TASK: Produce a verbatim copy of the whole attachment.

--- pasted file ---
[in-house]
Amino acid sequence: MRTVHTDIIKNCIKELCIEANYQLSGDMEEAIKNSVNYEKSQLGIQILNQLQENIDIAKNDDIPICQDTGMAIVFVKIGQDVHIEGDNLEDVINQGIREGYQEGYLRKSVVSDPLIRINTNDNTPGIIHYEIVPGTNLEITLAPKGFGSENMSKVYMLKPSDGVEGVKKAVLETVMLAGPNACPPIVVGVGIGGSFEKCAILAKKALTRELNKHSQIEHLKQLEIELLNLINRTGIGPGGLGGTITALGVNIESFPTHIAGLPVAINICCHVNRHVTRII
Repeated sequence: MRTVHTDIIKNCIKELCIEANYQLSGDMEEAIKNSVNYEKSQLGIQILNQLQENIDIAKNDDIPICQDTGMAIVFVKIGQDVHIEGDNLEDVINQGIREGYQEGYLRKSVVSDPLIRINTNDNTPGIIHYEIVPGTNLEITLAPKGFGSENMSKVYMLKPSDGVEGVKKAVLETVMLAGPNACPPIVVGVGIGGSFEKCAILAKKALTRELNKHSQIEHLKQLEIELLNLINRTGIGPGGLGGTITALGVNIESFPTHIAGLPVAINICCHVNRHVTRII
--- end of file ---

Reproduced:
[in-house]
Amino acid sequence: MRTVHTDIIKNCIKELCIEANYQLSGDMEEAIKNSVNYEKSQLGIQILNQLQENIDIAKNDDIPICQDTGMAIVFVKIGQDVHIEGDNLEDVINQGIREGYQEGYLRKSVVSDPLIRINTNDNTPGIIHYEIVPGTNLEITLAPKGFGSENMSKVYMLKPSDGVEGVKKAVLETVMLAGPNACPPIVVGVGIGGSFEKCAILAKKALTRELNKHSQIEHLKQLEIELLNLINRTGIGPGGLGGTITALGVNIESFPTHIAGLPVAINICCHVNRHVTRII
Repeated sequence: MRTVHTDIIKNCIKELCIEANYQLSGDMEEAIKNSVNYEKSQLGIQILNQLQENIDIAKNDDIPICQDTGMAIVFVKIGQDVHIEGDNLEDVINQGIREGYQEGYLRKSVVSDPLIRINTNDNTPGIIHYEIVPGTNLEITLAPKGFGSENMSKVYMLKPSDGVEGVKKAVLETVMLAGPNACPPIVVGVGIGGSFEKCAILAKKALTRELNKHSQIEHLKQLEIELLNLINRTGIGPGGLGGTITALGVNIESFPTHIAGLPVAINICCHVNRHVTRII